Okwuosa TM, Klein O, Chan C, Schreiner P, Liu K, Green D. Long-term change in alcohol-consumption status and variations in fibrinogen levels: the coronary artery risk development in young adults (CARDIA) study. BMJ Open 2013;3:e002944. doi:10.1136/bmjopen-2013-002944
Objective: To examine long-term associations between change in alcohol-consumption status and cessation of alcohol use, and fibrinogen levels in a large, young, biracial cohort.
Design: Analysis of covariance models were used to analyse participants within the Coronary Artery Risk Development in Young Adults Study (CARDIA) cohort who had fibrinogen and alcohol use data at year 7 (1992–1993; ages 25–37) and year 20 examinations.
Setting: 4 urban
Patients: 2520 men and women within the CARDIA cohort.
Main outcome measures: 13-year changes in alcohol use related to changes in fibrinogen.
Results: Over 13 years, mean fibrinogen increased by 71 vs 70 mg/dL (p=NS) in black men (BM) versus white men (WM), and 78 vs 68 mg/dL (p<0.05) in black women (BW) versus white women (WW), respectively. Compared with never-drinkers, there were smaller longitudinal increases in fibrinogen for BM, BW and WW (but a larger increase in WM) who became or stayed drinkers, after multivariable adjustment. For BM, WM and WW, fibrinogen increased the most among persons who quit drinking over 13 years (p<0.001 for WM (fibrinogen increase=86.5 (7.1) (mean (SE)), compared with never-drinkers (fibrinogen increase=53.1 (5.4)).
Conclusions: In this young cohort, compared with the participants who never drank, those who became/stayed drinkers had smaller increases, while those who quit drinking had the highest increase in fibrinogen over 13 years of follow-up. The results provide a novel insight into the mechanism for the established protective effect of moderate alcohol intake on cardiovascular disease outcomes.
This could be an important paper as it reveals the results of changes in alcohol consumption in a well-defined cohort over 13 years. As has been suggested by limited previous studies, people who quit drinking tend to have poorer health outcomes subsequently. This study suggests that an increase in fibrinogen may be one factor leading to increased cardiovascular risk among people who stop alcohol consumption.
However, as Forum reviewer Ellison and others point out, as with other observational research, the reason that some subjects stopped drinking is not known. In the present study, subjects who quit drinking were more likely to have high blood pressure or diabetes at follow up. In an attempt to control for this, baseline and final assessments of these risk factors were adjusted for in the multivariable analyses.
Further, recorded alcohol intake only at baseline and 13 years later were used in the analyses, and no data are included about alcohol intake at other examinations of this cohort between these two points. Forum reviewer Puddey states: “The authors claim that the particularly novel aspect of their study relates to being able to ascertain changes in fibrinogen in relation to many years of alcohol use or abstinence. How can they be certain, however, that any effects of alcohol on fibrinogen seen at follow up related only to alcohol intake in those who have continued to drink or just initiated alcohol intake? The lack of repeatedly assessed data on alcohol consumption throughout the follow-up period makes it difficult to know if the data at both ends of the period reflect usual or chronic alcohol consumption.” In addition, important determinants of cardiovascular risk such as the pattern of drinking (regular moderate, binge) as well as the type of beverage consumed are not presented in the paper.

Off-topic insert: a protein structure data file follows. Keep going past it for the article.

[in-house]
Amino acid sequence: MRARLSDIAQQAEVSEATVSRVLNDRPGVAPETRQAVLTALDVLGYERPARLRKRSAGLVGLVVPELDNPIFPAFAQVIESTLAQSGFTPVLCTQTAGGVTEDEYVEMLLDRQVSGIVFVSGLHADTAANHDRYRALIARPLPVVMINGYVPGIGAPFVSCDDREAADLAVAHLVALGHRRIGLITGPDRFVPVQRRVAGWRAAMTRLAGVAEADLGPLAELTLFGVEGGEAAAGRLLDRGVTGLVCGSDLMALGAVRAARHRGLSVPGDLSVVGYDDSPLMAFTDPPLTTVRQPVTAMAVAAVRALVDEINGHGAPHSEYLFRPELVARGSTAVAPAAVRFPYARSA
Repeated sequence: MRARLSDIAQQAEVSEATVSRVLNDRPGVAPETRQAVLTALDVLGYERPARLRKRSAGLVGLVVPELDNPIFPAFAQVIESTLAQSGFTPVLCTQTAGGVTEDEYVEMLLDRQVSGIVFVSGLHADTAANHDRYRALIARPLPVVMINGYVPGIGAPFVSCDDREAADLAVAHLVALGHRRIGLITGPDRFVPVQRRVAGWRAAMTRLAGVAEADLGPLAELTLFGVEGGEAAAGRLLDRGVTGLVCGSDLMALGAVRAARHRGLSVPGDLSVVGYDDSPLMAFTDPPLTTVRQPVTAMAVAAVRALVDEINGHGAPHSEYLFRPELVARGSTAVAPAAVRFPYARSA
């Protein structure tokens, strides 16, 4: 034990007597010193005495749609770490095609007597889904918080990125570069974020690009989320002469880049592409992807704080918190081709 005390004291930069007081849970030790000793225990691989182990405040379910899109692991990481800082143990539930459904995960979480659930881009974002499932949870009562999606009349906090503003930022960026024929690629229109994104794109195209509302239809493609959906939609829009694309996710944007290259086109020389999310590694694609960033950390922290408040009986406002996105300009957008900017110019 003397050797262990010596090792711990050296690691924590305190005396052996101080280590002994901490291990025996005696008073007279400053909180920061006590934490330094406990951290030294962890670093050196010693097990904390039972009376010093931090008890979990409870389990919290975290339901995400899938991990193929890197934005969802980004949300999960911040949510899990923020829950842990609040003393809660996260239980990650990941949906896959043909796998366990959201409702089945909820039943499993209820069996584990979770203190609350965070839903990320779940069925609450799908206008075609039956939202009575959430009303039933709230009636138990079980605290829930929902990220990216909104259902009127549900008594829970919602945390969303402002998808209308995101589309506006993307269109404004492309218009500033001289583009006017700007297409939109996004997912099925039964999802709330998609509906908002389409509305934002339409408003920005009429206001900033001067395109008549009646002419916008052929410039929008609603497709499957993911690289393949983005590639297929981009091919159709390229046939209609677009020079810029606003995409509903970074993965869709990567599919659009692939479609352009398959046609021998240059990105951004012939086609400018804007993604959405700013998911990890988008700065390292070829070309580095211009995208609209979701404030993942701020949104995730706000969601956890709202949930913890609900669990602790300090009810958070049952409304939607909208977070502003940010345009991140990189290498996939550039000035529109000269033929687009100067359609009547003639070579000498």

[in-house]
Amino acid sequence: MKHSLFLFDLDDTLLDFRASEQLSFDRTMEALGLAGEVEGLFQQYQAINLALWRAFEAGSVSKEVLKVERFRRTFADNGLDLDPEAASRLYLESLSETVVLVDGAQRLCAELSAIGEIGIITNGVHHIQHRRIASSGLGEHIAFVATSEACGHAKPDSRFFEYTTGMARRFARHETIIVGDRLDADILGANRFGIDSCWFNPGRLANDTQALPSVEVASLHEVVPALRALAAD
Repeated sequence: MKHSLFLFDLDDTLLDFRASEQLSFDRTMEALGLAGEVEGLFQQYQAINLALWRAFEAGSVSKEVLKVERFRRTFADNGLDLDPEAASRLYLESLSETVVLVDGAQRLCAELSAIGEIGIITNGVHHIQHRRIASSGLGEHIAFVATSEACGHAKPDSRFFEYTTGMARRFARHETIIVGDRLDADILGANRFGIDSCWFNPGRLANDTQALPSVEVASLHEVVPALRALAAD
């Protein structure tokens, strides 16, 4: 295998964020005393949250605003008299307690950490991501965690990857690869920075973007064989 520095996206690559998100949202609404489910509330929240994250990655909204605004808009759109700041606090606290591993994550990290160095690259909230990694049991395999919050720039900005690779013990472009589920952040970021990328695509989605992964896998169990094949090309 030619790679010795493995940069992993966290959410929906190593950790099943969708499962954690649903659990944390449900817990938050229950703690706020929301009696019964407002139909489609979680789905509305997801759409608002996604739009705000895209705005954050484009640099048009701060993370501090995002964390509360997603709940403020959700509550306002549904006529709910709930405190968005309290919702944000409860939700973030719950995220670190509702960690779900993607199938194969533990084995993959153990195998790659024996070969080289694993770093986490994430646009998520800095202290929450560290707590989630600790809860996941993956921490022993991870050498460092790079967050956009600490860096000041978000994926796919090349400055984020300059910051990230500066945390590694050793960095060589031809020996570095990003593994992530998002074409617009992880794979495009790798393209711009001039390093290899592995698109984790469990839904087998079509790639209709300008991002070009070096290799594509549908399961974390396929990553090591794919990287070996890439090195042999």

The authors of the paper conclude: “Overall, persons who continued to use alcohol and those who initiated alcohol consumption during the 13 years of follow-up had smaller changes in fibrinogen levels relative to those who never consumed alcohol.” If other factors are controlled for, this finding could be an important message, and supports
limited data from other cohort studies indicating that moderate drinkers who stop drinking are subsequently at higher risk of cardiovascular disease.
Specific comments by Forum reviewers: Forum reviewer Puddey commented: “The results of this study provide equivocal support for the hypothesis that a long-term effect of alcohol to modulate fibrinogen levels may represent the underlying mechanism for the protective effect of alcohol on cardiovascular disease outcomes. This equivocation is
because of the observation of inconsistent outcomes across race/sex strata within their cohort. In particular, in white men fibrinogen increased more in those who became or stayed drinkers and increased least amongst those who never drank alcohol over a 13 year period of observation.”